Wednesday, March 31, 2010

Black Linen Dress & Antenna Veil

In the early 15th century, while most of the upperclass (especially those of a *ahem* certain age) were wearing the houpplande and the padded roll atour headdress, the gentry and emerging middle class were wearing a fitted gown and a headdress that I call the "antenna veil". This style is seen primarily on Christine de Pizan, but is also seen in Les Tres Riches Heures de Duc de Barry. My favorite example of this gown/headdress combo is the black dress found on the August page (above).

Well, it wasn't my original intention, but my black linen dress ended up being pretty reminiscent of the August dress, so I decided (last minute) to give the antenna veil a shot. I love the result of the whole outfit!

That light line at the lacing on by lower belly is my site token (which I just looped into the lacing), but the lacing ends at about the bottom of that- plenty of room for expanding over my twin belly. It ended up a little short, so you can see my underdress at the bottom, but I really don't mind that. The light purple just under my elbows is the lavender lining (I just rolled the end of the sleeves up). The maroon sleeves are false sleeves pinned to my underdress.

The fit of the dress is absolutely perfect. It is very flattering (especially to my back side, according to my husband). It is a little heavier than I expected, though. The lavender lining is of a heavier mid-weight than the black, so it's almost the same as wearing one layer of wool.

The antenna veil was actually, in concept, pretty easy. There is a wire frame (16-gauge brass wire) that creates the antenna-horns and goes around the back of my head. It's wrapped in strips of linen that are stitched into place as needed. A small dollop of beeswax here and there acts as a glue to keep the linen on the wire (preventing it from unwrapping). I'm wearing my St. Birgitta's coif, then the antenna (which is attached to a linen headband that is pinned together at the back of my head), then my half-round veil is pinned into place (I used 5 pins to do that). The antenna is only on my head by way of the headband (only pinned at the back) and the wire frame is "locked" under the curve at the back of my head. It is very lightweight, completely sturdy, fairly authentic (I only used period materials), and, let's face it, really cool.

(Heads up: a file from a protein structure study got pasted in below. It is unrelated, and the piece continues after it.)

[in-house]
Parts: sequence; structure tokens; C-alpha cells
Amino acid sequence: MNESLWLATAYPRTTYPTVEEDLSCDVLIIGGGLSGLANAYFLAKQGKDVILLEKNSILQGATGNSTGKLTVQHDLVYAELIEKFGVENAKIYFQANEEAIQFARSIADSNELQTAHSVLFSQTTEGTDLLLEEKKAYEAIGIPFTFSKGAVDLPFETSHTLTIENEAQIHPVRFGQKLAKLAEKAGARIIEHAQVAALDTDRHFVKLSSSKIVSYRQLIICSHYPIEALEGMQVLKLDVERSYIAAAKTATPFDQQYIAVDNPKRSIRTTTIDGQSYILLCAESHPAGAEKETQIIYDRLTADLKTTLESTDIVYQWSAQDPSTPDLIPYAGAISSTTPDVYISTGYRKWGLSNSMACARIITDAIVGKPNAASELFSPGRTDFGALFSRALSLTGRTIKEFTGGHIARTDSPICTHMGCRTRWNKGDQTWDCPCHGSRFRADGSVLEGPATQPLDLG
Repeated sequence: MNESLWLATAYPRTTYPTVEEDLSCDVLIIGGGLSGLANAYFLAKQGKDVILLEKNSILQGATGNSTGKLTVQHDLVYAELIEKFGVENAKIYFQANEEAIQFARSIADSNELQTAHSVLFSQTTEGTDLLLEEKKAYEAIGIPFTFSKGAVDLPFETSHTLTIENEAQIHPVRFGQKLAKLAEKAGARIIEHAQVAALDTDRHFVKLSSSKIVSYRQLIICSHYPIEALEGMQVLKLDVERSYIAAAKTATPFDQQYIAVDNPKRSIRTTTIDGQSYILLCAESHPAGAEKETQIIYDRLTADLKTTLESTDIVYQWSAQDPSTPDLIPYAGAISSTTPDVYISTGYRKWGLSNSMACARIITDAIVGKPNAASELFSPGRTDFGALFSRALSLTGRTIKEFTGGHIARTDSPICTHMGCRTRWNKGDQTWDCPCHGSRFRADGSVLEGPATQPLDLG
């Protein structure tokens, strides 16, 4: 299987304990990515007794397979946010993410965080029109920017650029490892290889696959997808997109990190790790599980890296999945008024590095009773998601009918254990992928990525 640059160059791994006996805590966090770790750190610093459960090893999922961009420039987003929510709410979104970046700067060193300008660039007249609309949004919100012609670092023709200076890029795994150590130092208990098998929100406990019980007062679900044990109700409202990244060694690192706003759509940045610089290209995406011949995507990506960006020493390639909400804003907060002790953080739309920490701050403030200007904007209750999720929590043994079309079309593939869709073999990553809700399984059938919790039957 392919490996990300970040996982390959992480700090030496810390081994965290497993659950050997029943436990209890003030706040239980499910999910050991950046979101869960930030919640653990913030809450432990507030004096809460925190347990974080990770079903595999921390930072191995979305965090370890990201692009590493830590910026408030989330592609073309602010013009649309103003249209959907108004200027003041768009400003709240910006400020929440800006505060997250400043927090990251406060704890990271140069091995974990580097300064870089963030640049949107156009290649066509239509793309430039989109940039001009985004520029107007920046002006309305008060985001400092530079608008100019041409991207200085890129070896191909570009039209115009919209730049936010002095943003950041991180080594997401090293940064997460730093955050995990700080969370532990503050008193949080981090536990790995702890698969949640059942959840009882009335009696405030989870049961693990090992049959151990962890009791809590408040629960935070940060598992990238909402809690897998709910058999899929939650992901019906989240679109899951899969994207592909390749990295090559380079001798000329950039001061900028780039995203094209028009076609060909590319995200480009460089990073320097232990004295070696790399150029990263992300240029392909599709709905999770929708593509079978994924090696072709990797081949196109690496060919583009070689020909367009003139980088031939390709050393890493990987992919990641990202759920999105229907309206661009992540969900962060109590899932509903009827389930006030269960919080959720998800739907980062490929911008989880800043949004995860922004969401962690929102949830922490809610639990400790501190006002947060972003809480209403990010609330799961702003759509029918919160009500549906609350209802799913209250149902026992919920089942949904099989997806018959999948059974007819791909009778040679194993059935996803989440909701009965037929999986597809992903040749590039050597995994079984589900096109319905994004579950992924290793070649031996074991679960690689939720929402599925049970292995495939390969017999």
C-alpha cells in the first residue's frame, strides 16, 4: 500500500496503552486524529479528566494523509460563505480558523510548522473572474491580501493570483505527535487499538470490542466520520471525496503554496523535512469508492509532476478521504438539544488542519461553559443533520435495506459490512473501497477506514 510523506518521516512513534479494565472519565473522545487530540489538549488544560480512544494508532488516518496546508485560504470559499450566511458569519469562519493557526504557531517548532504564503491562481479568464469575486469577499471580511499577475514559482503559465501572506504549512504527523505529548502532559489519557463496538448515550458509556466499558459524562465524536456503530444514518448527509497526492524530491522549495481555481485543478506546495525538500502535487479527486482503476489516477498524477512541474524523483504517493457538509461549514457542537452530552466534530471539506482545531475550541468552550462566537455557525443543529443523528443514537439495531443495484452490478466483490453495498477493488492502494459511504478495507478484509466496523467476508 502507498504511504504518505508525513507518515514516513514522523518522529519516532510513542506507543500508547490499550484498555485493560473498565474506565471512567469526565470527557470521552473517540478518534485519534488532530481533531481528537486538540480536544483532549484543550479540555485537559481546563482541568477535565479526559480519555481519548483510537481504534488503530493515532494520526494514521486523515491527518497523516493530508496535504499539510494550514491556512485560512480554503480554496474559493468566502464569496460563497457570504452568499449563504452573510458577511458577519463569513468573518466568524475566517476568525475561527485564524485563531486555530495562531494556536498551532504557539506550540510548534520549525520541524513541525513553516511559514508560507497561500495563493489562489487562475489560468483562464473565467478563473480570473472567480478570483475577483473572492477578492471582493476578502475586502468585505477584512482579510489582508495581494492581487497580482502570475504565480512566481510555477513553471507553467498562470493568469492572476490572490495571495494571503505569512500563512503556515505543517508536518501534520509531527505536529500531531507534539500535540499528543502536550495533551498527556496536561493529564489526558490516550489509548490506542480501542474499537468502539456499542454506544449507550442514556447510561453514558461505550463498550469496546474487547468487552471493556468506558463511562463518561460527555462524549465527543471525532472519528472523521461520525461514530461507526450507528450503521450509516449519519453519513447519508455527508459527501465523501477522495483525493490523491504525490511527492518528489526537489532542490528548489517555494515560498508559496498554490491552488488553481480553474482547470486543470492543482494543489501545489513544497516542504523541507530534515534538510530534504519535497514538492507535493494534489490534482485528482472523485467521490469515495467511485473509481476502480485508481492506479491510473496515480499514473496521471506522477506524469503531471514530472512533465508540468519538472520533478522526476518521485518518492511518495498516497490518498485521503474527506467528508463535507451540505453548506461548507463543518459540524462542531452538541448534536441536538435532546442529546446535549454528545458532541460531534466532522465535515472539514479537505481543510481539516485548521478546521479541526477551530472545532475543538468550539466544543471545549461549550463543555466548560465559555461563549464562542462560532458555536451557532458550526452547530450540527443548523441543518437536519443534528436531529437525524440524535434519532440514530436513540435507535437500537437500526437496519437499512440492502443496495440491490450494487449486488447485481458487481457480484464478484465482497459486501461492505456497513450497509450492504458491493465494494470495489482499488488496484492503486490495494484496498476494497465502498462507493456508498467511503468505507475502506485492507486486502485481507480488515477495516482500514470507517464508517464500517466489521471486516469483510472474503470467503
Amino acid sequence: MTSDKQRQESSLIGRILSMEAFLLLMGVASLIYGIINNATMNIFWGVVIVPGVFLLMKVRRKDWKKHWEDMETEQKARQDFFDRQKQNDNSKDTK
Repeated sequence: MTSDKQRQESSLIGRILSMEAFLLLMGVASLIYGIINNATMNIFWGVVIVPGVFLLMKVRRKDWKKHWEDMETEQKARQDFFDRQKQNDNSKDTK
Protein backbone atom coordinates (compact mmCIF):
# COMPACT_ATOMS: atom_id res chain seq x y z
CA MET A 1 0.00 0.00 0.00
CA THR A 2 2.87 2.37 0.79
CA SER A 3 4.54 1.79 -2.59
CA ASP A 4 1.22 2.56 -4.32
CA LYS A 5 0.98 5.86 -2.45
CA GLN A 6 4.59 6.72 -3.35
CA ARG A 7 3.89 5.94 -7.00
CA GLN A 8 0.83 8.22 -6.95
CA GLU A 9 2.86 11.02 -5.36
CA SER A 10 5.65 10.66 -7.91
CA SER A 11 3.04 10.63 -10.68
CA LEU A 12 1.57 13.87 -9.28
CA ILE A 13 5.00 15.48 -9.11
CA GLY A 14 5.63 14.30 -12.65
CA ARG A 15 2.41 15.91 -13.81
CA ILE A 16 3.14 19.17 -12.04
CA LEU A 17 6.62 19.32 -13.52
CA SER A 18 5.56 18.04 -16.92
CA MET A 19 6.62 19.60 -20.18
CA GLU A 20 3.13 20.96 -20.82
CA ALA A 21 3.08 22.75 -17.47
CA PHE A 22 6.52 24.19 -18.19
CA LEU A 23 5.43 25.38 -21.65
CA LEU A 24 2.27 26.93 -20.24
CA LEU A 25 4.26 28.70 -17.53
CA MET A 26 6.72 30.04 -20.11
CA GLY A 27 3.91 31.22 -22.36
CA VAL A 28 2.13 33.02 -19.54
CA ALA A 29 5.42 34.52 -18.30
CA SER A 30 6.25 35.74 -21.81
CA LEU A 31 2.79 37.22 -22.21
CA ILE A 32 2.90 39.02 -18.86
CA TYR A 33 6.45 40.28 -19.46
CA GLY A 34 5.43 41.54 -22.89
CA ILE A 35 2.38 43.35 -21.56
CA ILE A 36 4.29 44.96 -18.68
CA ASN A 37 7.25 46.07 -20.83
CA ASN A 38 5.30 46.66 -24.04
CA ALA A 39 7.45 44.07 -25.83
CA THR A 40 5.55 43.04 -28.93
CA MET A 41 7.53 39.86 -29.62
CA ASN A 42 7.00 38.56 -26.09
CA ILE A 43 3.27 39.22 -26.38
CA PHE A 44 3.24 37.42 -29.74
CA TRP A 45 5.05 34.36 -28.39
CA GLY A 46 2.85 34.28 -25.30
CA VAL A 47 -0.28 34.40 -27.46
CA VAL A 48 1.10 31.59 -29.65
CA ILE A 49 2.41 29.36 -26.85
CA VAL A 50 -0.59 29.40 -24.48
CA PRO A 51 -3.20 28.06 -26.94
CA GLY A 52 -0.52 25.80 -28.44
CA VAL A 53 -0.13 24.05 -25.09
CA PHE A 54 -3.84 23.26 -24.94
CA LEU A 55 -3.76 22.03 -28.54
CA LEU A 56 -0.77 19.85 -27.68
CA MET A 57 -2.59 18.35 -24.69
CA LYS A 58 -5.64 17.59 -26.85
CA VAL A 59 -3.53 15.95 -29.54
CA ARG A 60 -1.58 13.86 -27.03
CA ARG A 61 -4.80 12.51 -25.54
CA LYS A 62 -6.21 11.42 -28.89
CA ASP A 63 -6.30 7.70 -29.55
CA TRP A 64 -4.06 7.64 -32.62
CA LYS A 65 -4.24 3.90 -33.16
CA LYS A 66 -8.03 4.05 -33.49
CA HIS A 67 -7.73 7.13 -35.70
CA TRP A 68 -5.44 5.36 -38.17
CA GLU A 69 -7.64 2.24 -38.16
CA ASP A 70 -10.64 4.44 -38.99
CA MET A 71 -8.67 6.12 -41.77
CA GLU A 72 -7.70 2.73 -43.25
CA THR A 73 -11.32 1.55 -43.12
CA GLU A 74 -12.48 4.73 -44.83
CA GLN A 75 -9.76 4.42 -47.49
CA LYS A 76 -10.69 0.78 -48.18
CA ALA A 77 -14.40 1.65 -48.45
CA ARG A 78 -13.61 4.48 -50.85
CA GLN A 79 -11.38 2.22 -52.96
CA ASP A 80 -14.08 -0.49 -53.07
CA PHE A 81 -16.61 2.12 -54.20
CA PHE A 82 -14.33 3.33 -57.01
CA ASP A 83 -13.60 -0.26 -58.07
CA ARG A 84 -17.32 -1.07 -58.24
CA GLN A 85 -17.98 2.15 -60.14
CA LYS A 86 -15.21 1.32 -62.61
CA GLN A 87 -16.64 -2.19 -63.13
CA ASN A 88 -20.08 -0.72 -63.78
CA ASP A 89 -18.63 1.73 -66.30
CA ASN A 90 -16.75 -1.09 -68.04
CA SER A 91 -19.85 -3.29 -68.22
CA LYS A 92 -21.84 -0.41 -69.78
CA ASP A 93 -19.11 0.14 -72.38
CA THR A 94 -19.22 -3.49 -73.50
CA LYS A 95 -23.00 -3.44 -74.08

I need a smaller veil for it, but the half-round is the right shape. I had one problem when I wore it- the veil blocked my peripheral vision, and sometimes just got in my way. I think that a smaller veil and a different pinning technique will solve this, though. Also, when I wore it outside, the wind blew the veil all over the place, but it didn't blow anything off or out of whack. I think, again, a smaller veil would help make this an outdoor headdress.
I documented my progress on the headdress, so I'll be putting an article together to put on my website sometime.
The event itself was a good one. It was one of those small events where everyone pretty much knows everyone else. I taught a new class in the morning, "Hoods, Horns & Hennins", which was a look at 15th century women's headdress in terms of class. I have the notes to put on the website for that as well. Then, after lunch and after taking a class, I went and judged in the A&S. It was my first time judging on my own, and I think I did a pretty good job with it. I didn't get to judge the item I wanted to, but it was still a great experience. Then I took another class and, at that point, I was pretty much done. It's hard work walking around for 3 people all day!
We'll be attending Unicorn the second weekend of April, but I'm not planning to teach. I think I'll get an embroidery pattern together and work on that all day. I also need to come up with some new garb for Owen before then. They grow up so quickly....